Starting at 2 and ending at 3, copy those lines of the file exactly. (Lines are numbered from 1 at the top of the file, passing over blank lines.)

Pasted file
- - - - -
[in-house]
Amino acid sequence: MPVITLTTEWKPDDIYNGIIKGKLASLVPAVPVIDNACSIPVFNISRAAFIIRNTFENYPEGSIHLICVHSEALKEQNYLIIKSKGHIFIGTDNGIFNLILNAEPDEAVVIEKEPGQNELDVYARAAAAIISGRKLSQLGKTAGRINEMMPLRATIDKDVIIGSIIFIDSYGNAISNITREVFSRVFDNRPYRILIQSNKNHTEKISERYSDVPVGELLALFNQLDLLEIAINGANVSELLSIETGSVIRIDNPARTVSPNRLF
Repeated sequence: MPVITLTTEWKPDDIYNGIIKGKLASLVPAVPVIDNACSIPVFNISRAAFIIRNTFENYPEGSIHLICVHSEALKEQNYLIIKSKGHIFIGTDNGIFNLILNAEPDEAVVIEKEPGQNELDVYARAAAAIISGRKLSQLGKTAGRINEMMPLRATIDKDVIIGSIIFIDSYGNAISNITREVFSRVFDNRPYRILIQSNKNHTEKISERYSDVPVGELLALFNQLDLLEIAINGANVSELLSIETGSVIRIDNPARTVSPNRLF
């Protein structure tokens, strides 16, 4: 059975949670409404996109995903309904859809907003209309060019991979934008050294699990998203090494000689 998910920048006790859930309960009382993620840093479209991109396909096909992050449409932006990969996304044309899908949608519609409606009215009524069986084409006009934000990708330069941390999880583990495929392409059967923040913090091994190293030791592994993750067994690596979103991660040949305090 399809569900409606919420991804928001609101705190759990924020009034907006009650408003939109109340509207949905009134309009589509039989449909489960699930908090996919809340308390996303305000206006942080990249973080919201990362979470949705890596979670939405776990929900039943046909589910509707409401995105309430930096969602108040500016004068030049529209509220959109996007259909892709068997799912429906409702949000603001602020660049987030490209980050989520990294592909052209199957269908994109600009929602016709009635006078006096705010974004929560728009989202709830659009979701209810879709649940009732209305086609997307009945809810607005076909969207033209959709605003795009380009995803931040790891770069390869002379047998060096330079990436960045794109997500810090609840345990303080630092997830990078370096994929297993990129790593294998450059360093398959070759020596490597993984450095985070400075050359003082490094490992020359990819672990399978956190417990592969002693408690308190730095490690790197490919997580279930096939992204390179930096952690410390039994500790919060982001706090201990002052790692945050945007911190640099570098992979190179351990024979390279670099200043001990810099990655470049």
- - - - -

Amino acid sequence: MPVITLTTEWKPDDIYNGIIKGKLASLVPAVPVIDNACSIPVFNISRAAFIIRNTFENYPEGSIHLICVHSEALKEQNYLIIKSKGHIFIGTDNGIFNLILNAEPDEAVVIEKEPGQNELDVYARAAAAIISGRKLSQLGKTAGRINEMMPLRATIDKDVIIGSIIFIDSYGNAISNITREVFSRVFDNRPYRILIQSNKNHTEKISERYSDVPVGELLALFNQLDLLEIAINGANVSELLSIETGSVIRIDNPARTVSPNRLF
Repeated sequence: MPVITLTTEWKPDDIYNGIIKGKLASLVPAVPVIDNACSIPVFNISRAAFIIRNTFENYPEGSIHLICVHSEALKEQNYLIIKSKGHIFIGTDNGIFNLILNAEPDEAVVIEKEPGQNELDVYARAAAAIISGRKLSQLGKTAGRINEMMPLRATIDKDVIIGSIIFIDSYGNAISNITREVFSRVFDNRPYRILIQSNKNHTEKISERYSDVPVGELLALFNQLDLLEIAINGANVSELLSIETGSVIRIDNPARTVSPNRLF